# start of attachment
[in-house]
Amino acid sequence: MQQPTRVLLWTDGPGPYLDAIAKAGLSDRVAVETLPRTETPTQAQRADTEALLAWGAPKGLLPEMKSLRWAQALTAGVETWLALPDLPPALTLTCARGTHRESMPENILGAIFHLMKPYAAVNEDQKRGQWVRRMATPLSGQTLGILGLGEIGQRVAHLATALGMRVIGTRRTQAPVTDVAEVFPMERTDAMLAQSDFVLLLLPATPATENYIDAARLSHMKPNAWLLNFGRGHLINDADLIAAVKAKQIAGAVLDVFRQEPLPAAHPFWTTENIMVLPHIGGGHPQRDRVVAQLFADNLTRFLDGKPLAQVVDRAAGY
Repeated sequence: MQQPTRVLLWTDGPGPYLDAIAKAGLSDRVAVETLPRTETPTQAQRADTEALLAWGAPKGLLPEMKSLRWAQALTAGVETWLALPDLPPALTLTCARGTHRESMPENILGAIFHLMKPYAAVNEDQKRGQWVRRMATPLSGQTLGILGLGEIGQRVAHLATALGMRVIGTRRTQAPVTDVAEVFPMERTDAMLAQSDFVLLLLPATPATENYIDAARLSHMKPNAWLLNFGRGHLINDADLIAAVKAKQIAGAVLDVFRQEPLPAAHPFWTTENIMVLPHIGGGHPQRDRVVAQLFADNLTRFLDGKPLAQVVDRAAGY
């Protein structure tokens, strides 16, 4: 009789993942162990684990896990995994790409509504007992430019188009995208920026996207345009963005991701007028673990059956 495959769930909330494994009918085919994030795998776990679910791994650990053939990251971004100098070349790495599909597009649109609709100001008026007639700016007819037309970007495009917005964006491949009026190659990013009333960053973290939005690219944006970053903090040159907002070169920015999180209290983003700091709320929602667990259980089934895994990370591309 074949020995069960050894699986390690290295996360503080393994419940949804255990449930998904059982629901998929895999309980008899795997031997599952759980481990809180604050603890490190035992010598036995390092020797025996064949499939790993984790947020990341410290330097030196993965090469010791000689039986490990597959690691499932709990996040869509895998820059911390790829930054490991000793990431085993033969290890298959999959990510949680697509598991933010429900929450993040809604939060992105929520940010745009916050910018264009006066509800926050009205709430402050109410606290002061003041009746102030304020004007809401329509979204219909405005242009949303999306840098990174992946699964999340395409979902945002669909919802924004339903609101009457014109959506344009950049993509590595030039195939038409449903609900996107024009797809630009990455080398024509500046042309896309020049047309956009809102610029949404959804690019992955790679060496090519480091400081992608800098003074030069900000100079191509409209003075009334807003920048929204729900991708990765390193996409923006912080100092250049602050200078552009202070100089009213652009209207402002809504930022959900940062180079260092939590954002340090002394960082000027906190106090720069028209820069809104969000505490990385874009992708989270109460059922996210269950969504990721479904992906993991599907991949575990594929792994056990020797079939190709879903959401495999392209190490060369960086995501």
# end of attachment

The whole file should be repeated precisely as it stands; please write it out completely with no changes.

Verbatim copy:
[in-house]
Amino acid sequence: MQQPTRVLLWTDGPGPYLDAIAKAGLSDRVAVETLPRTETPTQAQRADTEALLAWGAPKGLLPEMKSLRWAQALTAGVETWLALPDLPPALTLTCARGTHRESMPENILGAIFHLMKPYAAVNEDQKRGQWVRRMATPLSGQTLGILGLGEIGQRVAHLATALGMRVIGTRRTQAPVTDVAEVFPMERTDAMLAQSDFVLLLLPATPATENYIDAARLSHMKPNAWLLNFGRGHLINDADLIAAVKAKQIAGAVLDVFRQEPLPAAHPFWTTENIMVLPHIGGGHPQRDRVVAQLFADNLTRFLDGKPLAQVVDRAAGY
Repeated sequence: MQQPTRVLLWTDGPGPYLDAIAKAGLSDRVAVETLPRTETPTQAQRADTEALLAWGAPKGLLPEMKSLRWAQALTAGVETWLALPDLPPALTLTCARGTHRESMPENILGAIFHLMKPYAAVNEDQKRGQWVRRMATPLSGQTLGILGLGEIGQRVAHLATALGMRVIGTRRTQAPVTDVAEVFPMERTDAMLAQSDFVLLLLPATPATENYIDAARLSHMKPNAWLLNFGRGHLINDADLIAAVKAKQIAGAVLDVFRQEPLPAAHPFWTTENIMVLPHIGGGHPQRDRVVAQLFADNLTRFLDGKPLAQVVDRAAGY
């Protein structure tokens, strides 16, 4: 009789993942162990684990896990995994790409509504007992430019188009995208920026996207345009963005991701007028673990059956 495959769930909330494994009918085919994030795998776990679910791994650990053939990251971004100098070349790495599909597009649109609709100001008026007639700016007819037309970007495009917005964006491949009026190659990013009333960053973290939005690219944006970053903090040159907002070169920015999180209290983003700091709320929602667990259980089934895994990370591309 074949020995069960050894699986390690290295996360503080393994419940949804255990449930998904059982629901998929895999309980008899795997031997599952759980481990809180604050603890490190035992010598036995390092020797025996064949499939790993984790947020990341410290330097030196993965090469010791000689039986490990597959690691499932709990996040869509895998820059911390790829930054490991000793990431085993033969290890298959999959990510949680697509598991933010429900929450993040809604939060992105929520940010745009916050910018264009006066509800926050009205709430402050109410606290002061003041009746102030304020004007809401329509979204219909405005242009949303999306840098990174992946699964999340395409979902945002669909919802924004339903609101009457014109959506344009950049993509590595030039195939038409449903609900996107024009797809630009990455080398024509500046042309896309020049047309956009809102610029949404959804690019992955790679060496090519480091400081992608800098003074030069900000100079191509409209003075009334807003920048929204729900991708990765390193996409923006912080100092250049602050200078552009202070100089009213652009209207402002809504930022959900940062180079260092939590954002340090002394960082000027906190106090720069028209820069809104969000505490990385874009992708989270109460059922996210269950969504990721479904992906993991599907991949575990594929792994056990020797079939190709879903959401495999392209190490060369960086995501």